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Apple's Mac OS X 10.6 code named "Snow Leopard" - report

Apple is indeed well into the development of Mac OS X 10.6, which the company has internally code-named "Snow Leopard," according to ArsTechnica.

Citing a person familiar with the situation, the technology website confirms several details of the next major Mac OS X upgrade first reported on Tuesday, including a scheduled release as soon as Macworld 2009 this coming January, and that it will not introduce any major new features.

Instead, Snow Leopard is said to focus heavily on performance optimization and security, a move that will in all likelihood widen the gap between Mac OS X and Microsoft's Windows Vista operating system in those areas.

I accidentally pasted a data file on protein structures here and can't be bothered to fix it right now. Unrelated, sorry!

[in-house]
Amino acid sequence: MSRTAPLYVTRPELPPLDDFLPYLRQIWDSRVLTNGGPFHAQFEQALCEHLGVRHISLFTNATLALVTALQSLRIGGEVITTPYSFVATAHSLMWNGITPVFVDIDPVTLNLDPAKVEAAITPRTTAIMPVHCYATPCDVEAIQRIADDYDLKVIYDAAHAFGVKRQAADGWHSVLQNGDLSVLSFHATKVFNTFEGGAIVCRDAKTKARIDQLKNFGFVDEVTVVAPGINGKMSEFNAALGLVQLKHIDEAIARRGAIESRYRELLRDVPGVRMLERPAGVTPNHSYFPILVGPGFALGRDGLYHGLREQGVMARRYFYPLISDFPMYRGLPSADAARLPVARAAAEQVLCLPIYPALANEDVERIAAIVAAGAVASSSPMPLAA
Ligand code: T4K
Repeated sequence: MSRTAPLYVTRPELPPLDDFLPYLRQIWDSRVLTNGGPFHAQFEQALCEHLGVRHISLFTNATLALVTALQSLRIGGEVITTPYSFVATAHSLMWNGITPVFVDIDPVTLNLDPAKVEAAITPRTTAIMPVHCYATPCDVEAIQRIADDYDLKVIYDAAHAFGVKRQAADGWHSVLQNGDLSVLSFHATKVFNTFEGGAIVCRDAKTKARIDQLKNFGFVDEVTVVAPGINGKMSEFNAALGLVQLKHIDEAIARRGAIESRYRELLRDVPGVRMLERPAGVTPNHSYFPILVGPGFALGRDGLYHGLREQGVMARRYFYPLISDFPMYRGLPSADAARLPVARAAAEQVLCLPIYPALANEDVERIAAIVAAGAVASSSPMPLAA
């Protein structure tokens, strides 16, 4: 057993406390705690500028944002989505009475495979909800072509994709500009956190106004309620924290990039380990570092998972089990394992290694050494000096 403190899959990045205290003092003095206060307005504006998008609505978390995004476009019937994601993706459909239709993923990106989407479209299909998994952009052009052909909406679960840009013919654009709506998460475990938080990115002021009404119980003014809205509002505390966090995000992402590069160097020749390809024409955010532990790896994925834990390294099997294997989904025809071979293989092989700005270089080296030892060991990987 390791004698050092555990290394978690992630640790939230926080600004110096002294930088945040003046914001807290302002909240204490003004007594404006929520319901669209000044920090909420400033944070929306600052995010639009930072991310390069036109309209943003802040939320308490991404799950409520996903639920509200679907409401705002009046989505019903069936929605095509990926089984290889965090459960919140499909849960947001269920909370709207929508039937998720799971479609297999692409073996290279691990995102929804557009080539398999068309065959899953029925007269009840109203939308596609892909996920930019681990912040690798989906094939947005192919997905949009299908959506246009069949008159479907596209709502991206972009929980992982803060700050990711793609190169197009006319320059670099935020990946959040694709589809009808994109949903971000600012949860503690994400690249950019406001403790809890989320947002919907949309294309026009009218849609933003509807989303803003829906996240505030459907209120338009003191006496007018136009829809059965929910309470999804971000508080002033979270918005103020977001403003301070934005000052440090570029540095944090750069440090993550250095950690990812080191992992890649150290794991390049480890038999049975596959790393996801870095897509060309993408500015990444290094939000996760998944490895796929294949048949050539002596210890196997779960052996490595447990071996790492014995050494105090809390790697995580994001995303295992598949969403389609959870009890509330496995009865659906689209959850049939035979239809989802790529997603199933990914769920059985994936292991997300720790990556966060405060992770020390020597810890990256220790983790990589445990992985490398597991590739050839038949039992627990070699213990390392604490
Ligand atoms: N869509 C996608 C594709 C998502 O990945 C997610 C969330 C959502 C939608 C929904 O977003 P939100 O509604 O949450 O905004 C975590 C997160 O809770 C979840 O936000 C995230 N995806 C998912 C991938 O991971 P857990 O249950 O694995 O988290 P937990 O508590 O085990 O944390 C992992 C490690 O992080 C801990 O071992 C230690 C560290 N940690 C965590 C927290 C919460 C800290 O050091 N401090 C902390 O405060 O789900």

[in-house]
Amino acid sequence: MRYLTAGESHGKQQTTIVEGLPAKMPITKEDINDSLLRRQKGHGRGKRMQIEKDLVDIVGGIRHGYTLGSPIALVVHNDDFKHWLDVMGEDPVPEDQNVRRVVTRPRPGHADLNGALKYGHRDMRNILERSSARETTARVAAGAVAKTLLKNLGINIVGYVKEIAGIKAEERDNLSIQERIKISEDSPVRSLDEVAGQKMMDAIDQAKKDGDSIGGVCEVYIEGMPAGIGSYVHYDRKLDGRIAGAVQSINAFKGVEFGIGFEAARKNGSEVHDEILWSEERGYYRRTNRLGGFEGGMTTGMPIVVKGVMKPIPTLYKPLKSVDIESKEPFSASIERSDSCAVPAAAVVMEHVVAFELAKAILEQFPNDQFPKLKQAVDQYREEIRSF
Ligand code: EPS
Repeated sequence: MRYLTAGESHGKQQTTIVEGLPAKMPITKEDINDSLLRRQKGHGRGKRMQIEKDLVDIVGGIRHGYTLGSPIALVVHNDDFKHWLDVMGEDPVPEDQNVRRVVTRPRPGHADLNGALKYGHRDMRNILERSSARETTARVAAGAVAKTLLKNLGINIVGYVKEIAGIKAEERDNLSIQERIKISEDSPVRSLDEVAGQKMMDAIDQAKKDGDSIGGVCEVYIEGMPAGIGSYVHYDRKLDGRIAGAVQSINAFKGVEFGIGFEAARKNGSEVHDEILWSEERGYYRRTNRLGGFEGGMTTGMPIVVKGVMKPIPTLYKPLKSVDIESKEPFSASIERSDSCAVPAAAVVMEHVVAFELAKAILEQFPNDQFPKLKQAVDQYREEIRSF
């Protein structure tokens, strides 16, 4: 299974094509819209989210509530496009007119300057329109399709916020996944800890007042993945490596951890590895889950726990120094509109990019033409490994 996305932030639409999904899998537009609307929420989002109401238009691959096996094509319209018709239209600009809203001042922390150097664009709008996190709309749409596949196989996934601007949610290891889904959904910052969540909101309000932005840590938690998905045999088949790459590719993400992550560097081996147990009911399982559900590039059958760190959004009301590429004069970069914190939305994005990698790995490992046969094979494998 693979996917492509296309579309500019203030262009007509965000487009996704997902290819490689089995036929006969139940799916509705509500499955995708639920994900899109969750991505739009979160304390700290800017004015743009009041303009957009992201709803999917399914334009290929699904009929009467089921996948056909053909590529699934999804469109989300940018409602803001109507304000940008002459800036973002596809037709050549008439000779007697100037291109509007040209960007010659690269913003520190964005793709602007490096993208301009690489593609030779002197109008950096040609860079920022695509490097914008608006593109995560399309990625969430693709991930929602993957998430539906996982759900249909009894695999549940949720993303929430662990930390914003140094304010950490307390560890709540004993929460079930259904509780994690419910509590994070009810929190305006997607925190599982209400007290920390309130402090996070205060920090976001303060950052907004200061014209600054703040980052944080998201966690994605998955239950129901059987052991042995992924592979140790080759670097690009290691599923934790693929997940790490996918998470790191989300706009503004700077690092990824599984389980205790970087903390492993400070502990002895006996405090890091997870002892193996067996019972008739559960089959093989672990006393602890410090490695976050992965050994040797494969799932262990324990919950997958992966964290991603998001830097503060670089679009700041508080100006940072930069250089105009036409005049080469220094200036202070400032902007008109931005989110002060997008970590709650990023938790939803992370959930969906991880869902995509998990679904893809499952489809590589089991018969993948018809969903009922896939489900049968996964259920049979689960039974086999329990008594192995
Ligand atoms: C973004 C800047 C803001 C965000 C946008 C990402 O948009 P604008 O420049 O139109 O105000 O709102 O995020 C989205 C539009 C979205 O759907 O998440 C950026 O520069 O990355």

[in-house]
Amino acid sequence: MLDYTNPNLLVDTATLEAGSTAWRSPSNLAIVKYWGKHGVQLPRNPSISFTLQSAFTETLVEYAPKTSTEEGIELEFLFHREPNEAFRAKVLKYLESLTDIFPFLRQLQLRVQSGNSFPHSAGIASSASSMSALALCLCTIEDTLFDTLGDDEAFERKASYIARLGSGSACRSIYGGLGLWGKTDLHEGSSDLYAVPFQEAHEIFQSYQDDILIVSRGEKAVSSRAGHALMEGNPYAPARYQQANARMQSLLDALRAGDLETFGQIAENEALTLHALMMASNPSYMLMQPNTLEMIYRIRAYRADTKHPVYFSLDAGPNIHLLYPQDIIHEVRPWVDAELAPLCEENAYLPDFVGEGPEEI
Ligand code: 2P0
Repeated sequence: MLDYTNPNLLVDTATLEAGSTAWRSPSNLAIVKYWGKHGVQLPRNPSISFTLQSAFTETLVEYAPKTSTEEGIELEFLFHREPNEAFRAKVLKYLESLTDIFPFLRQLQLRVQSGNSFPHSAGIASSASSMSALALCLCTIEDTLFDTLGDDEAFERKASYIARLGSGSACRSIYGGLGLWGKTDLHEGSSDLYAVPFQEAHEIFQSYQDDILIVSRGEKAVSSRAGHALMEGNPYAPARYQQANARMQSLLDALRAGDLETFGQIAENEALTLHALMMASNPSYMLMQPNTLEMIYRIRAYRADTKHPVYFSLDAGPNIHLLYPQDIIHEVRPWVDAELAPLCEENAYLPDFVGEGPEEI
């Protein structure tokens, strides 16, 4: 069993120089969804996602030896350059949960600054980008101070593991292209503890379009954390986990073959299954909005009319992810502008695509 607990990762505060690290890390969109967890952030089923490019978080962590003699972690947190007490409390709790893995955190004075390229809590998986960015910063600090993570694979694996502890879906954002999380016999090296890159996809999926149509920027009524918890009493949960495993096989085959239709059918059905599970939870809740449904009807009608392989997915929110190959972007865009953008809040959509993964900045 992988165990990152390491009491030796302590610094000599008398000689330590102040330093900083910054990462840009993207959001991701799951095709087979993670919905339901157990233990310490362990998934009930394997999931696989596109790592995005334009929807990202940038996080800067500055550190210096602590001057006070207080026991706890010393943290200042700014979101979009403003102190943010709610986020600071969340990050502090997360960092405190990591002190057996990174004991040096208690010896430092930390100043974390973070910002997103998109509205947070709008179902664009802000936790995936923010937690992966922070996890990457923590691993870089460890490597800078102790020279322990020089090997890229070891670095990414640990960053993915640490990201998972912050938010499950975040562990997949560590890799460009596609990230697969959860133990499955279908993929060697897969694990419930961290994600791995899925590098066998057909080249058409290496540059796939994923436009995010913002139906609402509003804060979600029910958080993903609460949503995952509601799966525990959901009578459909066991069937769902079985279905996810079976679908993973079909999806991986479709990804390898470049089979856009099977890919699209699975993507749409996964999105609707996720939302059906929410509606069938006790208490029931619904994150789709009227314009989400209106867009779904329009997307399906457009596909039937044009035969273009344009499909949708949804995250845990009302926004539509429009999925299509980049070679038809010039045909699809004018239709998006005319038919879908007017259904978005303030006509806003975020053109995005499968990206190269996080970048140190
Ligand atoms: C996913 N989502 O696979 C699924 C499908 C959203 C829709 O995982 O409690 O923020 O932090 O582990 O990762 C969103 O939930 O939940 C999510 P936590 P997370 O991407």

"Things like the MacBook Air, iPhone, iPod touch, and other mysterious devices that have yet to be announced need better performance for better battery life, and that's definitely something Apple wants to excel at in the years to come," wrote Ars' Jacqui Cheng.

Unconfirmed is whether the software will be shown off or discussed at the company's annual developers conference next week. However, AppleInsider in recent weeks has been told to expect discussion of "another big cat" at the event.

Also unconfirmed, but somewhat likely, is that Apple will completely wrap Snow Leopard in its Cocoa application programming interface (API) set, meaning that applications written via the company's legacy Carbon API will fail to run on the new system.

Adding corroboration to an AppleInsider report published last September, Ars adds that Mac OS X 10.6 is expected to support only Intel-based Macs, leaving owners of PowerPC-based systems of yesteryear out in the cold.

Update: Ars updates its report saying: "There may be some disagreement here as to what exactly "Cocoa-only" means, so take that into account when thinking about this. For example, Apple may only axe Carbon UI stuff."